Tools and Resources
High cholesterol in children: How is it treated?
How should high cholesterol in children be treated?
Treatment of high cholesterol in children is controversial. Many doctors think that diet and exercise are the best initial treatment for children age 2 and older who have high cholesterol or who are obese.
The American Academy of Pediatrics recommends treating high cholesterol in children with prescription drugs, such as statins, for children age 8 and older if a child has a high level of low-density lipoprotein (LDL, or "bad") cholesterol. This is because some researchers think that heart disease in adulthood can begin to develop early in a child's life if his or her cholesterol level is too high.
However, many doctors disagree that cholesterol-lowering drugs are an appropriate treatment, since little research has been done on the safety and effectiveness of these drugs in children. Some doctors also think few children have a cholesterol level high enough to require cholesterol-lowering drugs as treatment.
The long-term effects of using cholesterol-lowering drugs to treat high cholesterol in children haven't been studied much. In addition, certain cholesterol medications, such as niacin, aren't recommended for children because of safety concerns.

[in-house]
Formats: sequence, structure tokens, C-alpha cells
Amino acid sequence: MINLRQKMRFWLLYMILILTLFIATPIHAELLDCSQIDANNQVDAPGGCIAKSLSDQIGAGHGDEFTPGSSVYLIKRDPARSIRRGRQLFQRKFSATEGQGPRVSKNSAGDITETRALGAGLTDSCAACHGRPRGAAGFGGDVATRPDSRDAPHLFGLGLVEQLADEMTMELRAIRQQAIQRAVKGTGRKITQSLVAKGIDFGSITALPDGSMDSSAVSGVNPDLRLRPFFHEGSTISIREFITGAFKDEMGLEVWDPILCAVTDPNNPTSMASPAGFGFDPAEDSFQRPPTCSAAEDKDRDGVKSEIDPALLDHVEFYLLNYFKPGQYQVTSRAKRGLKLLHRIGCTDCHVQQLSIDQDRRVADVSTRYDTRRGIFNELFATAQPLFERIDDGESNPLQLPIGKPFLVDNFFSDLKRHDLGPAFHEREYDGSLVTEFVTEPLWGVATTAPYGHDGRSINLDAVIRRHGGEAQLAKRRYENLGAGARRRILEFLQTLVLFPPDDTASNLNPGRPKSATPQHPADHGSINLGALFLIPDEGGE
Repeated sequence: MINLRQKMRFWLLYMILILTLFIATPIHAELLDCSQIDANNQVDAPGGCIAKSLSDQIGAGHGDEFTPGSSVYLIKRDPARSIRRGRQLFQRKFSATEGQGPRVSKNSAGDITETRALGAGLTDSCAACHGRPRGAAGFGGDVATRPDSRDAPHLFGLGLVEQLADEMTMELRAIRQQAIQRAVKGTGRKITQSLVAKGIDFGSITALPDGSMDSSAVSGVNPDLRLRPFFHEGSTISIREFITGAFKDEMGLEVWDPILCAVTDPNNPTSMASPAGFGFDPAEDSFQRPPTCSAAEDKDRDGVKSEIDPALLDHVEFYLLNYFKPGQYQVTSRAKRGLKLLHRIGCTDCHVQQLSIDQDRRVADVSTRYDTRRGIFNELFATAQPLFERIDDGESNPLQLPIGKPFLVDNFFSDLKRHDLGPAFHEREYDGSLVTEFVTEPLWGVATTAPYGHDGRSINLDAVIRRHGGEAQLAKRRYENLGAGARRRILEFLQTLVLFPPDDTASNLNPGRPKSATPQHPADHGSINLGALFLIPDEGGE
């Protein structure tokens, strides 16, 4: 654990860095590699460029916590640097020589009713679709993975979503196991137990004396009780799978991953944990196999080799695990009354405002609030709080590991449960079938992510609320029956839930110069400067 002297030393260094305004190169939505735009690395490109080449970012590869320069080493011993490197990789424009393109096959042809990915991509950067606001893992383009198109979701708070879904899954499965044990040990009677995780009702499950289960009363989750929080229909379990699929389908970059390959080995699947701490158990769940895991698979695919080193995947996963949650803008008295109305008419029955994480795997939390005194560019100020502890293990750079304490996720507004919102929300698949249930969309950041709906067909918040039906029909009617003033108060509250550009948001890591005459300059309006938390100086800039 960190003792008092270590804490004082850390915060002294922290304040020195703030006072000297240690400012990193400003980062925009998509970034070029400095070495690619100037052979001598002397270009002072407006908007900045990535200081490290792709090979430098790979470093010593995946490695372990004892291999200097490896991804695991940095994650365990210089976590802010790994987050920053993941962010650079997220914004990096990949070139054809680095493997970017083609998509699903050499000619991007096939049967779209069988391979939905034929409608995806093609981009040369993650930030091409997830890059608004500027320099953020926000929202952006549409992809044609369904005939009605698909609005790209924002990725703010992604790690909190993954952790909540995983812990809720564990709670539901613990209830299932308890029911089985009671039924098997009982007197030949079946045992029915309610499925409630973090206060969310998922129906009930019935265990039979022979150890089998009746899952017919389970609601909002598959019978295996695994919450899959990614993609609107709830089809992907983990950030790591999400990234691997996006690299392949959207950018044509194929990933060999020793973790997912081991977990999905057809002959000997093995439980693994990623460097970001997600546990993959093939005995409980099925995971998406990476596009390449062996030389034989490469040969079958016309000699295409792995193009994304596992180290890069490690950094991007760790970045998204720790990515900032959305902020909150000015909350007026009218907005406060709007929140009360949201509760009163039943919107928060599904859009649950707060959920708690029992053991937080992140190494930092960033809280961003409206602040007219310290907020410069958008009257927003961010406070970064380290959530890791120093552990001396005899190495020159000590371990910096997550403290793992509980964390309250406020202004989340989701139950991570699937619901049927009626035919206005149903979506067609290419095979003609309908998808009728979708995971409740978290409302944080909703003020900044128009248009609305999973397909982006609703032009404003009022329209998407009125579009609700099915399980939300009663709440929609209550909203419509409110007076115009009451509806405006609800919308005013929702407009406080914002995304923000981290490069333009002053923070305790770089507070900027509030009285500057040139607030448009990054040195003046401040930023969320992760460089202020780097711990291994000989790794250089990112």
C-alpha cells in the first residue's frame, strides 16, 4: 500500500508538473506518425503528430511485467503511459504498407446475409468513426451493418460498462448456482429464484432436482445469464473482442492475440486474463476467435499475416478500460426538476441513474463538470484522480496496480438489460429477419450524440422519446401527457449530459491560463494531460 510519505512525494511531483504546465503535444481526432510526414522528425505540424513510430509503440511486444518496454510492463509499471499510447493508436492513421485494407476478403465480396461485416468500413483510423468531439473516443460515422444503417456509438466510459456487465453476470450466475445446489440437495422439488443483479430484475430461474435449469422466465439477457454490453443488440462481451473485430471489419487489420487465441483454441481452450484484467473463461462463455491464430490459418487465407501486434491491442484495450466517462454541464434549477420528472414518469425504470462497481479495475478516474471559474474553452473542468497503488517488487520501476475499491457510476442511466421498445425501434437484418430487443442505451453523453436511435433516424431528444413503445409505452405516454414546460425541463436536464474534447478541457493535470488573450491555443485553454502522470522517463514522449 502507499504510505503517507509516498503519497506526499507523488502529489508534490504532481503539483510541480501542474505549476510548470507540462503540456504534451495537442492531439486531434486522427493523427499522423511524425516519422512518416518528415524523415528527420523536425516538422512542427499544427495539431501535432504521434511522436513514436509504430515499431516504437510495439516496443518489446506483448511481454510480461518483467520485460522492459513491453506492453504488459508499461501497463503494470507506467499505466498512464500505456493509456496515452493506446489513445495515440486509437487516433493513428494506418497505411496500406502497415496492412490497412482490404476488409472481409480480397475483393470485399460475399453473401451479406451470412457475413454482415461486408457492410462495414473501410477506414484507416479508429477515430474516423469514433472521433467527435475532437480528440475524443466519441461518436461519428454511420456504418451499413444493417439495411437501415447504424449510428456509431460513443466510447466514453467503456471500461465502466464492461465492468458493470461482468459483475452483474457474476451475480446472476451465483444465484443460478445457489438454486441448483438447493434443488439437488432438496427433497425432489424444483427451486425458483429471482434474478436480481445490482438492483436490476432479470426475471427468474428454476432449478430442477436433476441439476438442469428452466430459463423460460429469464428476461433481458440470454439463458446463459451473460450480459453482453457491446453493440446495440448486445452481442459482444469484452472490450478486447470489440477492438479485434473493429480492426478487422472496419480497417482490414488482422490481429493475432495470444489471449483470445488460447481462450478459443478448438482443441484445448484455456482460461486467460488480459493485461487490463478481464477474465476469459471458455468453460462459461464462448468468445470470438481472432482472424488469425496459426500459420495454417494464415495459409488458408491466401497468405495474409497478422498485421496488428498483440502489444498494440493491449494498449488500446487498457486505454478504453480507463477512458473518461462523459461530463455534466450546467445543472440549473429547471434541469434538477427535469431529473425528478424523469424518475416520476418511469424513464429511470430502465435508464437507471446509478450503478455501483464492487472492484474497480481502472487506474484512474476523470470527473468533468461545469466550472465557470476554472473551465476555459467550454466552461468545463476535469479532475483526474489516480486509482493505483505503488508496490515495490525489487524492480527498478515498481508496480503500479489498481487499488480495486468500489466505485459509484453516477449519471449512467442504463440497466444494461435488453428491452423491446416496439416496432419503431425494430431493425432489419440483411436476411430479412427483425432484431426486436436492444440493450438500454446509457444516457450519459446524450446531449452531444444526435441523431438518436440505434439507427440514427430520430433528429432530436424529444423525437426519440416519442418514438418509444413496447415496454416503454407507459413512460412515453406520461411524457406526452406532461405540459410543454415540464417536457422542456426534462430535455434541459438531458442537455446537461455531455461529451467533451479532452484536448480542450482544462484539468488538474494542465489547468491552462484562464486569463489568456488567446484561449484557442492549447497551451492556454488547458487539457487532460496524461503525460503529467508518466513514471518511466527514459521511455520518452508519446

Because of disagreement in the medical community about treating high cholesterol in children, talk to your child's doctor about what's best for your child, including exercise and heart-healthy diet options.
© 1998-2014 Mayo Foundation for
Medical Education and Research (MFMER). All rights reserved. A
single copy of these materials may be reprinted for noncommercial
personal use only. "Mayo," "Mayo Clinic," "MayoClinic.com,"
"EmbodyHealth," "Enhance your life," and the triple-shield Mayo
Clinic logo are trademarks of Mayo Foundation for Medical Education
Legal restrictions and
MayoClinic.com/Mayo Clinic Health Information. Use thereof